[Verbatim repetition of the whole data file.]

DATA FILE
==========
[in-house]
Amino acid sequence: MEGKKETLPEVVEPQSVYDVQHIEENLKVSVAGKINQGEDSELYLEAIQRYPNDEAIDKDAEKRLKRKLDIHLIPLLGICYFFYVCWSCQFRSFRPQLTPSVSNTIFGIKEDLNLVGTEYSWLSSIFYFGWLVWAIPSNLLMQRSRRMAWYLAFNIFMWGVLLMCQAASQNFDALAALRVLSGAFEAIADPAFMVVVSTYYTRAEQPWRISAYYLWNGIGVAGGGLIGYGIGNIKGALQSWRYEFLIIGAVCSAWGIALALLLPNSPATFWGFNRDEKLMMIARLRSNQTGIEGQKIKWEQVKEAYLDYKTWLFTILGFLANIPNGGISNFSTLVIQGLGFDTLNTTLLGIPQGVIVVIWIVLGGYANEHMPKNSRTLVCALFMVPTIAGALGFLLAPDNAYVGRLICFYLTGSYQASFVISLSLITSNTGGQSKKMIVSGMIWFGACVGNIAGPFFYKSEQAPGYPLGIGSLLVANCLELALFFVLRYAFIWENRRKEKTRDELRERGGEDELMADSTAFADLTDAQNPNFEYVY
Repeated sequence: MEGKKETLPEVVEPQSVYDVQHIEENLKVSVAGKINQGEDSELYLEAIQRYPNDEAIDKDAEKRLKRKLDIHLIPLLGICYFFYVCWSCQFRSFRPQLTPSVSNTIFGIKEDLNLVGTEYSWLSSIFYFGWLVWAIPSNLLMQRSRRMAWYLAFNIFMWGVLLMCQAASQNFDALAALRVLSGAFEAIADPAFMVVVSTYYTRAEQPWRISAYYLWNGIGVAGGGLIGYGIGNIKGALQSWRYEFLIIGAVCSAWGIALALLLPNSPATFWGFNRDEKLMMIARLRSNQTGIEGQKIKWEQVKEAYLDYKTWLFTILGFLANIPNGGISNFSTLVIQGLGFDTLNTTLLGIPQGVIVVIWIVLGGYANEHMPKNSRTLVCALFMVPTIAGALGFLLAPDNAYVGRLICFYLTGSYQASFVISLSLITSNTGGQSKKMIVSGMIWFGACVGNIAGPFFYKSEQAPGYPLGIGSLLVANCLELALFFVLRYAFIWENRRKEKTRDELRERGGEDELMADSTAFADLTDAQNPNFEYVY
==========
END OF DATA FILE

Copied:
[in-house]
Amino acid sequence: MEGKKETLPEVVEPQSVYDVQHIEENLKVSVAGKINQGEDSELYLEAIQRYPNDEAIDKDAEKRLKRKLDIHLIPLLGICYFFYVCWSCQFRSFRPQLTPSVSNTIFGIKEDLNLVGTEYSWLSSIFYFGWLVWAIPSNLLMQRSRRMAWYLAFNIFMWGVLLMCQAASQNFDALAALRVLSGAFEAIADPAFMVVVSTYYTRAEQPWRISAYYLWNGIGVAGGGLIGYGIGNIKGALQSWRYEFLIIGAVCSAWGIALALLLPNSPATFWGFNRDEKLMMIARLRSNQTGIEGQKIKWEQVKEAYLDYKTWLFTILGFLANIPNGGISNFSTLVIQGLGFDTLNTTLLGIPQGVIVVIWIVLGGYANEHMPKNSRTLVCALFMVPTIAGALGFLLAPDNAYVGRLICFYLTGSYQASFVISLSLITSNTGGQSKKMIVSGMIWFGACVGNIAGPFFYKSEQAPGYPLGIGSLLVANCLELALFFVLRYAFIWENRRKEKTRDELRERGGEDELMADSTAFADLTDAQNPNFEYVY
Repeated sequence: MEGKKETLPEVVEPQSVYDVQHIEENLKVSVAGKINQGEDSELYLEAIQRYPNDEAIDKDAEKRLKRKLDIHLIPLLGICYFFYVCWSCQFRSFRPQLTPSVSNTIFGIKEDLNLVGTEYSWLSSIFYFGWLVWAIPSNLLMQRSRRMAWYLAFNIFMWGVLLMCQAASQNFDALAALRVLSGAFEAIADPAFMVVVSTYYTRAEQPWRISAYYLWNGIGVAGGGLIGYGIGNIKGALQSWRYEFLIIGAVCSAWGIALALLLPNSPATFWGFNRDEKLMMIARLRSNQTGIEGQKIKWEQVKEAYLDYKTWLFTILGFLANIPNGGISNFSTLVIQGLGFDTLNTTLLGIPQGVIVVIWIVLGGYANEHMPKNSRTLVCALFMVPTIAGALGFLLAPDNAYVGRLICFYLTGSYQASFVISLSLITSNTGGQSKKMIVSGMIWFGACVGNIAGPFFYKSEQAPGYPLGIGSLLVANCLELALFFVLRYAFIWENRRKEKTRDELRERGGEDELMADSTAFADLTDAQNPNFEYVY